The Light of the World by Elizabeth Alexander
(Grand Central Publishing, 2015, 209 pages)
This memoir about what it’s like to unexpectedly lose your husband was beautifully written, poignant, and heart-breaking. Alexander is a poet and that background shines through in the way she writes this memoir. Much like when you read poetry there would be sections of the book where I would finish and then just have to stop and reflect on what I’d read.
Even though the subject matter is sad it makes you appreciate the people you have in your life and the fact that no day is guaranteed to us. It also shines light on the fact that you WILL survive your grief. Just because someone is no longer physically beside us on this earth doesn’t mean their presence and the impact they had on your life disappears. It’s tragic, yes. But the fact that they have played a role in influencing the person you have become remains a beautiful thing to hold on to.
You Don’t Have to Say You Love Me by Sherman Alexie
(Little, Brown and Company, 2017, 457 pages)
Saying goodbye is never easy.
Being Dead by Jim Crace
(Farrar, Straus and Giroux, 1999, 196 pages)
Death: life’s inevitability.
The Undertaking: Life Studies from the Dismal Trade by Thomas Lynch
(W. W. Norton & Company, 1997, 202 pages)
To be honest, The Undertaking caught my eye because I’m fascinated by books that talk about death and dying. This collection of essays took a different approach than what I’d anticipated because I went in expecting more darkness and humor and found myself in the presence of thoughtful essays that encouraged me to think more about death and the role it plays in our lives.
Thomas Lynch is an established poet in addition to being the funeral director in the small town of Milford, MI. His way with words and his lifelong immersion in the world of death (his father was also an undertaker) gives him a unique perspective on how death impacts the lives of the living. Each essay in the book lends itself to reflection. There is humor interspersed throughout, but there’s depth here. I took my time while I was reading.
A few of my favorite essays include: “Crapper,” “The Right Hand of the Father,” “All Hallows’ Eve,” and “Tract.” Don’t let the subject matter deter you from picking up this book. It’s not a doom and gloom read, it’s insightful and well worth your time.
When Breath Becomes Air by Paul Kalanithi
(Random House, 2016, 228 pages)
You come to Paul Kalanithi’s book, When Breath Becomes Air, knowing that it’s going to have a sad ending. Paul was a neurosurgeon at Stanford who was diagnosed with terminal lung cancer. Suddenly he transferred from the role of doctor to that of patient and recognized that his previously abstract way of understanding death had suddenly become very real.
After the diagnosis Paul made the decision to begin writing this book, in addition to making the decision to become a father. Paul doesn’t shy away from his life simply because his death is imminent. As a doctor he was always facing how close death is to all of us but the inevitability of death can’t keep you from living the life you you want.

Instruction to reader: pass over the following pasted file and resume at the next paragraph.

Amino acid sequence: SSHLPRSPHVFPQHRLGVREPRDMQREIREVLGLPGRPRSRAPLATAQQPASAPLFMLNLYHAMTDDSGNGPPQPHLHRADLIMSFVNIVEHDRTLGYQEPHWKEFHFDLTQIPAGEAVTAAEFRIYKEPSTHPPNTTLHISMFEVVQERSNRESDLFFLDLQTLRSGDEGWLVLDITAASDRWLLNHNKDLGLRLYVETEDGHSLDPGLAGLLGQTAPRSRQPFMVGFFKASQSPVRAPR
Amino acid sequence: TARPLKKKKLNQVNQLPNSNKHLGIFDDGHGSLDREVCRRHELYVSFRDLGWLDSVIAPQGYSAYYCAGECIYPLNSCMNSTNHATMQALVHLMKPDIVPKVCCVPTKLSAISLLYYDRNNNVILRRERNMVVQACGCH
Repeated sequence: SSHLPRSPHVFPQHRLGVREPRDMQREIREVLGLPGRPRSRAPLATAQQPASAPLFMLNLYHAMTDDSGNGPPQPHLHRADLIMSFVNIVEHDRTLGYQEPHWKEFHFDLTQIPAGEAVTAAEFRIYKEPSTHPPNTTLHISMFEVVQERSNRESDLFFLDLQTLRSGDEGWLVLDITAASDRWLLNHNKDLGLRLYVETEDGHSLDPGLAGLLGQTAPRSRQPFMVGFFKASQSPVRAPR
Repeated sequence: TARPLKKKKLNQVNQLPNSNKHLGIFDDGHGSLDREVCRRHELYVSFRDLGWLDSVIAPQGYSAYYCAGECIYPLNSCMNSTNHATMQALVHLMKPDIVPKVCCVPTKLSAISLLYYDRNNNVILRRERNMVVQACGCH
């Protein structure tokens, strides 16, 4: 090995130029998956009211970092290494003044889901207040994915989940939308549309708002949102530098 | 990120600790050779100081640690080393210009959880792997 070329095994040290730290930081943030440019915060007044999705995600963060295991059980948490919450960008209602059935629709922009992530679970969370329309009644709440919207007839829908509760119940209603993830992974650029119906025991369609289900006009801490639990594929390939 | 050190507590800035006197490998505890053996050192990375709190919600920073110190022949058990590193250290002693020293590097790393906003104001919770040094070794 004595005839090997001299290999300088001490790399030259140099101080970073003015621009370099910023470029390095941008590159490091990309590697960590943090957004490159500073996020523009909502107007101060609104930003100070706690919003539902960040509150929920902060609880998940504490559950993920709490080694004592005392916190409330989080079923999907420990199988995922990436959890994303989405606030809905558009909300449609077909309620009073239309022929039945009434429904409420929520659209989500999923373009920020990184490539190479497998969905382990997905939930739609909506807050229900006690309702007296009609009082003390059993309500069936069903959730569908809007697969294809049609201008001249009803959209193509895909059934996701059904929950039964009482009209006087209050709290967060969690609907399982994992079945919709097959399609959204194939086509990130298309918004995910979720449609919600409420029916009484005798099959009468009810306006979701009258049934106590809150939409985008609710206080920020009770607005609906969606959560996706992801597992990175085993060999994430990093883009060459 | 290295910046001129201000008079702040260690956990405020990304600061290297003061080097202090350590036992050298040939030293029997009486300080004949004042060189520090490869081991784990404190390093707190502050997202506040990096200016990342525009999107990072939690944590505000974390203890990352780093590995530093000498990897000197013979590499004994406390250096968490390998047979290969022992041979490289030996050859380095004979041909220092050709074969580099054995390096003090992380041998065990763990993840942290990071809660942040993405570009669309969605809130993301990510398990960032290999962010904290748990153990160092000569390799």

This book definitely made me think, and tear up while I was reading it. Facing your mortality is something we’ve become conditioned to try and avoid. Death is scary. Especially when you consider what and who you’ll be leaving behind. The part that got to me most was when Paul wrote about his daughter and what he wanted her to know about the role she played in his life even though their time together was almost unbearably brief.
This small, contemplative book will definitely keep you thinking about it long after you finish. It’s obviously not a light read, but it is a good one.
Mortality by Christopher Hitchens
(Twelve, 2012, 104 pages)
In this book Christopher Hitchens’ writes about his fight to be one of the small percentage that would overcome his diagnosis. This famous orator is struck down with esophageal cancer when he begins his American book tour. Hitchens’ refers to his last months as “living dyingly”. I found this book jolting at times. It was hard to read about the amount of pain involved in his life the last 19 months. He is realistic about his diagnosis, however, he retains a hopeful enthusiasm for alternative treatments.
He points out how simple questions can be taken so literally when one is faced with a limited number of days left in their life. A question, such as, I’ll be in town next week will you be around to meet?, takes on a whole new depth in this context.
His wife, Carol Blue writes an afterword in the book recounting some of their “flawless” days. She misses the sound of his voice, the variety of tones that his voice made throughout the day – from the first waking low octaves to the night time whispers.
A Reunion of Ghosts by Judith Claire Mitchell
(HarperCollins, 2015, 416 pages)
A Reunion of Ghosts by Judith Claire Mitchell is a novel about three, forty-something, Jewish sisters named Lady, Vee, and Delph. The sisters live together in a rent-controlled, family apartment on the Upper West Side of Manhattan. The year is 1999. Lady, Vee, and Delph decide that on December 31, 1999 they will all commit suicide. Suicide runs in the family so it is not something that they fear or take lightly. Before they die, the sisters decide to write a single suicide note and include the history of the family. The family history includes their Jewish great grandfather who invented the gas that was used in the gas chambers of concentration camps.
A Reunion of Ghosts was not a quick read for me. I found the premise interesting, but I didn’t really like (or dislike) the sisters. Although the sisters are billed as “wickedly funny”, I didn’t really see the humor. I think that I continued to read this book because it was well written and to find out if the sisters really do commit suicide. If you want to know what (if anything) happens to the sisters, you’ll have to read A Reunion of Ghosts.